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Old 12-13-2016, 03:36 AM   #10
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POR 15 SILVER color has metal fillers, the other colors do not.

I plan to repair my trim tabs with the POR 15 Silver.
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Old 12-13-2016, 08:30 AM   #11
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Deano. I wasn't clear - the home-brew works on carbon steel as well - with all the caveats regarding removing surface accumulations, surface prep, coating systems, etc.
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Old 12-13-2016, 11:10 AM   #12
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Quote:
Originally Posted by sbu22 View Post
Deano. I wasn't clear - the home-brew works on carbon steel as well - with all the caveats regarding removing surface accumulations, surface prep, coating systems, etc.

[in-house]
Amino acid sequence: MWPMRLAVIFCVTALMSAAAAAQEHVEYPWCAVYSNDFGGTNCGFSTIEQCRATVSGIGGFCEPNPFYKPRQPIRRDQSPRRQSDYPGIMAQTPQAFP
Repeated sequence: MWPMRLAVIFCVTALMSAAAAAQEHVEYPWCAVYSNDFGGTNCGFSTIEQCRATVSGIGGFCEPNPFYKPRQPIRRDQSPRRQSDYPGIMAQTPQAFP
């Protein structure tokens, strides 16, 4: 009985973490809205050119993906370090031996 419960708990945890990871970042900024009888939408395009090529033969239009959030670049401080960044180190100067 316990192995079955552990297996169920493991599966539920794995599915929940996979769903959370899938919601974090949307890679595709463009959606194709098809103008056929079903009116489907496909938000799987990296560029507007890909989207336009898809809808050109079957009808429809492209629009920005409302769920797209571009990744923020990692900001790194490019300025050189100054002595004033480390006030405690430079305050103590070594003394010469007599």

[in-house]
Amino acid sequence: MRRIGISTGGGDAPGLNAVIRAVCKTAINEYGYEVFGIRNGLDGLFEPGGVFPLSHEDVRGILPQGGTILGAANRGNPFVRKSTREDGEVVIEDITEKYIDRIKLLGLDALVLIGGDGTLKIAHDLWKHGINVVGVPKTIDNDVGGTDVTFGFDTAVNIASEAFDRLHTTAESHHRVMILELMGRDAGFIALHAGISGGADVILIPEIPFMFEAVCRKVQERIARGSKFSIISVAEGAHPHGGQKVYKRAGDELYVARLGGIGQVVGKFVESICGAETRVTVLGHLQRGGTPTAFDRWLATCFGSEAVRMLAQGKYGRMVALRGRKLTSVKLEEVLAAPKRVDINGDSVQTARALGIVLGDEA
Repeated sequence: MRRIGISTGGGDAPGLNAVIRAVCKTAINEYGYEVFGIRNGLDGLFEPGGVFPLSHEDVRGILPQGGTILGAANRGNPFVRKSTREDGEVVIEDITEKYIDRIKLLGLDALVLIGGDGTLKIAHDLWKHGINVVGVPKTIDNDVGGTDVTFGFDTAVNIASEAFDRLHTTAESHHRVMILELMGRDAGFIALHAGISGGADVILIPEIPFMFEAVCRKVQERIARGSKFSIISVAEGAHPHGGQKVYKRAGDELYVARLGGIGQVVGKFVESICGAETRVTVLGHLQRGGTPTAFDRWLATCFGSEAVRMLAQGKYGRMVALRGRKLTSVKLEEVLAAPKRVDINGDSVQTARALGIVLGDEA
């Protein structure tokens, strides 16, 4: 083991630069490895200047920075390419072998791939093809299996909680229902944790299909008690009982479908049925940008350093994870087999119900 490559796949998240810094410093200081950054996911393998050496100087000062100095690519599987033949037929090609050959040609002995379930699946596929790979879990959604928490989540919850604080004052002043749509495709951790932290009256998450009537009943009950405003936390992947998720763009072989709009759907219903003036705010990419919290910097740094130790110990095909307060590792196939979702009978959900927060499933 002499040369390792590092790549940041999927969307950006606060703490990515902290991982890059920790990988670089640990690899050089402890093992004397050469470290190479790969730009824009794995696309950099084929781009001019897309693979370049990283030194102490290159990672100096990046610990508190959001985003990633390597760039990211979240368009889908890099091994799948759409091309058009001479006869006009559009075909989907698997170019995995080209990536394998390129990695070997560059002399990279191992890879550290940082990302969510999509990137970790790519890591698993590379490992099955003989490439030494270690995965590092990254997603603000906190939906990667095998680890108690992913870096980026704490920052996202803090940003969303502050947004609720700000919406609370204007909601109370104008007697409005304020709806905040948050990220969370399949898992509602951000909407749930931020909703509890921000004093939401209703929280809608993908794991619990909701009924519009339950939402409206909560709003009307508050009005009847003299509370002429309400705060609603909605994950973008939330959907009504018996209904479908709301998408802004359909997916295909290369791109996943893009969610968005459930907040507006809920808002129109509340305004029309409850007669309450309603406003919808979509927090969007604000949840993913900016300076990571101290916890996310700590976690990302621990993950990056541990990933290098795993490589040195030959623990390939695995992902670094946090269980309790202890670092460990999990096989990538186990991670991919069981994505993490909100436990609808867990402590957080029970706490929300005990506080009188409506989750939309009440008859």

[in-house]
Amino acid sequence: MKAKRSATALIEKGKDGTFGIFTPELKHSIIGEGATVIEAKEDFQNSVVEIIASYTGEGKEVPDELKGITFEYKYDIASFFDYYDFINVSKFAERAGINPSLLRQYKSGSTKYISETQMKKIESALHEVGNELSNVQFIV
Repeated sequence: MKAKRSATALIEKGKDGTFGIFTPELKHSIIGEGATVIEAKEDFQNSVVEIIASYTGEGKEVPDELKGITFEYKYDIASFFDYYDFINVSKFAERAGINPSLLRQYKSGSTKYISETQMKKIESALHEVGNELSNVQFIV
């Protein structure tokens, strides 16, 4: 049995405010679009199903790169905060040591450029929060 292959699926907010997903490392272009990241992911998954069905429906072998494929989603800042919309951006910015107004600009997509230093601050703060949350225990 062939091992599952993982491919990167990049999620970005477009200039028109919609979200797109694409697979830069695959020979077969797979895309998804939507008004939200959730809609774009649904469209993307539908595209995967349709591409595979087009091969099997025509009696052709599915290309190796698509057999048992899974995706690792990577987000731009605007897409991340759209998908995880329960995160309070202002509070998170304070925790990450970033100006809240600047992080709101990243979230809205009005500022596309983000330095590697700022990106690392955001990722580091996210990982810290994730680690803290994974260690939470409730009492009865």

Oxalic acid is great for removing rust stains and even doing some preparation on steel. But it does nothing afterwards to protect the steel from immediately rusting again. Some other type of coating is needed on steel, preferably in the same afternoon - rust will start forming again immediately.
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Old 12-13-2016, 11:15 AM   #13
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No question, Jeffrey. Not suggesting otherwise. The point is that FF's elixer is a cost effective step.
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Old 12-13-2016, 12:06 PM   #14
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Oxalic acid we have lots of. Our other home is a log cabin and when the logs start to turn black the oxalic acid brightens them back to new looking. We always use it to prep before refinishing with Cetol. A little off the subject but an interesting aside.